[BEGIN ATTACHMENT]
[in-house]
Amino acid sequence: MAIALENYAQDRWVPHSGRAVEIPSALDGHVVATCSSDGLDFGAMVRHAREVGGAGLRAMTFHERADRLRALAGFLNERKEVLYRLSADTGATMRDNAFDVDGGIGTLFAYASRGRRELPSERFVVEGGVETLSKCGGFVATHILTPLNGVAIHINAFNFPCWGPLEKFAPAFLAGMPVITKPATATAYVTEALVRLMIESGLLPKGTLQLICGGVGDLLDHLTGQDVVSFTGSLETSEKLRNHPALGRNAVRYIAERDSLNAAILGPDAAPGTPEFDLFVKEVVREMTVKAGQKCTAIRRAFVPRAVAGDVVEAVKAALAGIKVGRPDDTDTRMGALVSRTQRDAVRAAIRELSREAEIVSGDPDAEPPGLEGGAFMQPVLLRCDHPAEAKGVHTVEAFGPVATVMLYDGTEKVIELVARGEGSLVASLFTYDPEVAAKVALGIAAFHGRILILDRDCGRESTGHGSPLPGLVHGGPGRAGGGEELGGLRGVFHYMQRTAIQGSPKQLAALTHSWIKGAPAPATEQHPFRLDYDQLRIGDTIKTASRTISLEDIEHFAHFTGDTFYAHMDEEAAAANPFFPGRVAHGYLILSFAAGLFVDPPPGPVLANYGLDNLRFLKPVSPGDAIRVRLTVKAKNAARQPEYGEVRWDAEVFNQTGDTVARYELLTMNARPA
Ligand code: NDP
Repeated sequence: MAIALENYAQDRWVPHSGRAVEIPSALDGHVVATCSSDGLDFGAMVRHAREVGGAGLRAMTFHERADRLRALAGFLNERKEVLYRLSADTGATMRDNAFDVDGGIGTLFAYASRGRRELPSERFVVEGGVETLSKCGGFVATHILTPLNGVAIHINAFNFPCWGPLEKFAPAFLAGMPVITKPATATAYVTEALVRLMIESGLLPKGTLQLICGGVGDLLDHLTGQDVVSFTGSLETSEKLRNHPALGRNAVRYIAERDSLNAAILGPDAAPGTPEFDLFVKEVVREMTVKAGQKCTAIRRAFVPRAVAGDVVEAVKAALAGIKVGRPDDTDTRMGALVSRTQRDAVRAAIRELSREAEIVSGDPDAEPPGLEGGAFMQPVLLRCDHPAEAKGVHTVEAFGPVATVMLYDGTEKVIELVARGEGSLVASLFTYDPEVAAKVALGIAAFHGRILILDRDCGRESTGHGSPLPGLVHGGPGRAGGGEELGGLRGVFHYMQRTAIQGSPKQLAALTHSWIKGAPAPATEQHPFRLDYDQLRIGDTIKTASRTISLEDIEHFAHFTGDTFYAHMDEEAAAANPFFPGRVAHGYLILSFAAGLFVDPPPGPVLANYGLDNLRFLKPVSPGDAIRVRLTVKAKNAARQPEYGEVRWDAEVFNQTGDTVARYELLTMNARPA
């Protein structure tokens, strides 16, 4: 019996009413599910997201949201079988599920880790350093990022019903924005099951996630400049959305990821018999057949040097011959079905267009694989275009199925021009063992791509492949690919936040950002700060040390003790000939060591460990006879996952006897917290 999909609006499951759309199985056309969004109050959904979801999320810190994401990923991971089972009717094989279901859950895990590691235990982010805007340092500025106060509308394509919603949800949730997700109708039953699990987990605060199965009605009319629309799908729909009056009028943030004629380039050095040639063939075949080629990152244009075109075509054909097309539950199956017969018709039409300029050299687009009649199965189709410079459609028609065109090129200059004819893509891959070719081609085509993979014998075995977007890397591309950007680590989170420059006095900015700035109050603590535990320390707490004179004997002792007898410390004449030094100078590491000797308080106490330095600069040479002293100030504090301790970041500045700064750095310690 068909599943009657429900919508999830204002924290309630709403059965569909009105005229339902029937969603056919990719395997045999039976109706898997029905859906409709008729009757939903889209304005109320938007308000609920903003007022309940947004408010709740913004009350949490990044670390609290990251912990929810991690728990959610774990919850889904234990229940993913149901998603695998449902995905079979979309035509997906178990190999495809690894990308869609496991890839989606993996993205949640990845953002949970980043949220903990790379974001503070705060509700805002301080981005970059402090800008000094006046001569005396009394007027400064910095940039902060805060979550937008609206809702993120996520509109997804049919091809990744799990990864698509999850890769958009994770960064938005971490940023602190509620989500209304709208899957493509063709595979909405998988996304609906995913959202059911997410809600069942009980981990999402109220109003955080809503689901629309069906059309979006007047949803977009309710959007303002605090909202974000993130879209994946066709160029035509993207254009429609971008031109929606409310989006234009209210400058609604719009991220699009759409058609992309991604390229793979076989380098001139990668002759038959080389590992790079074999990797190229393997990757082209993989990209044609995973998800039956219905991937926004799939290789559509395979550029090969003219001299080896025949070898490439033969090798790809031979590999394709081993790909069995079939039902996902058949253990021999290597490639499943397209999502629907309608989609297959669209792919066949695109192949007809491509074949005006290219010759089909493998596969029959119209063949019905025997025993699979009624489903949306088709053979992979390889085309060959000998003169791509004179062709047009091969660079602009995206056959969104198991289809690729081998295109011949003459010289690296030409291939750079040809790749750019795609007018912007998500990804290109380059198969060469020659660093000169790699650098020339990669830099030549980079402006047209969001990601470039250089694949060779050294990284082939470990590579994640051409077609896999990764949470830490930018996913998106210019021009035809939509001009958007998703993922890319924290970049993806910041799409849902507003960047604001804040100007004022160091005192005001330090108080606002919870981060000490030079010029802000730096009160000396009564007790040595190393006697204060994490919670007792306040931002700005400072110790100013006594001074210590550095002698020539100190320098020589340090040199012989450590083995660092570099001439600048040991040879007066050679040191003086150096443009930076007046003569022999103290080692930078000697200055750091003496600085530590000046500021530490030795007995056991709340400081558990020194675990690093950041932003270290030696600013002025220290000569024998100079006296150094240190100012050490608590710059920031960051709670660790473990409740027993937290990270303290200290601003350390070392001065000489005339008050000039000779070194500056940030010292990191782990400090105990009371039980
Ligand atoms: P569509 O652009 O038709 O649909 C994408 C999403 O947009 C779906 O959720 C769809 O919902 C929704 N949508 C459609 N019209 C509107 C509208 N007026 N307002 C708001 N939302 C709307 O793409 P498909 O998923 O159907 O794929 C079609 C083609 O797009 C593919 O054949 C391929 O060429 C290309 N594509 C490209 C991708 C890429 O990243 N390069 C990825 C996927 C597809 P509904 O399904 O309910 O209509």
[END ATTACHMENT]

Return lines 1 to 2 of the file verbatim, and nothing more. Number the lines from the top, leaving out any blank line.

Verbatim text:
[in-house]
Amino acid sequence: MAIALENYAQDRWVPHSGRAVEIPSALDGHVVATCSSDGLDFGAMVRHAREVGGAGLRAMTFHERADRLRALAGFLNERKEVLYRLSADTGATMRDNAFDVDGGIGTLFAYASRGRRELPSERFVVEGGVETLSKCGGFVATHILTPLNGVAIHINAFNFPCWGPLEKFAPAFLAGMPVITKPATATAYVTEALVRLMIESGLLPKGTLQLICGGVGDLLDHLTGQDVVSFTGSLETSEKLRNHPALGRNAVRYIAERDSLNAAILGPDAAPGTPEFDLFVKEVVREMTVKAGQKCTAIRRAFVPRAVAGDVVEAVKAALAGIKVGRPDDTDTRMGALVSRTQRDAVRAAIRELSREAEIVSGDPDAEPPGLEGGAFMQPVLLRCDHPAEAKGVHTVEAFGPVATVMLYDGTEKVIELVARGEGSLVASLFTYDPEVAAKVALGIAAFHGRILILDRDCGRESTGHGSPLPGLVHGGPGRAGGGEELGGLRGVFHYMQRTAIQGSPKQLAALTHSWIKGAPAPATEQHPFRLDYDQLRIGDTIKTASRTISLEDIEHFAHFTGDTFYAHMDEEAAAANPFFPGRVAHGYLILSFAAGLFVDPPPGPVLANYGLDNLRFLKPVSPGDAIRVRLTVKAKNAARQPEYGEVRWDAEVFNQTGDTVARYELLTMNARPA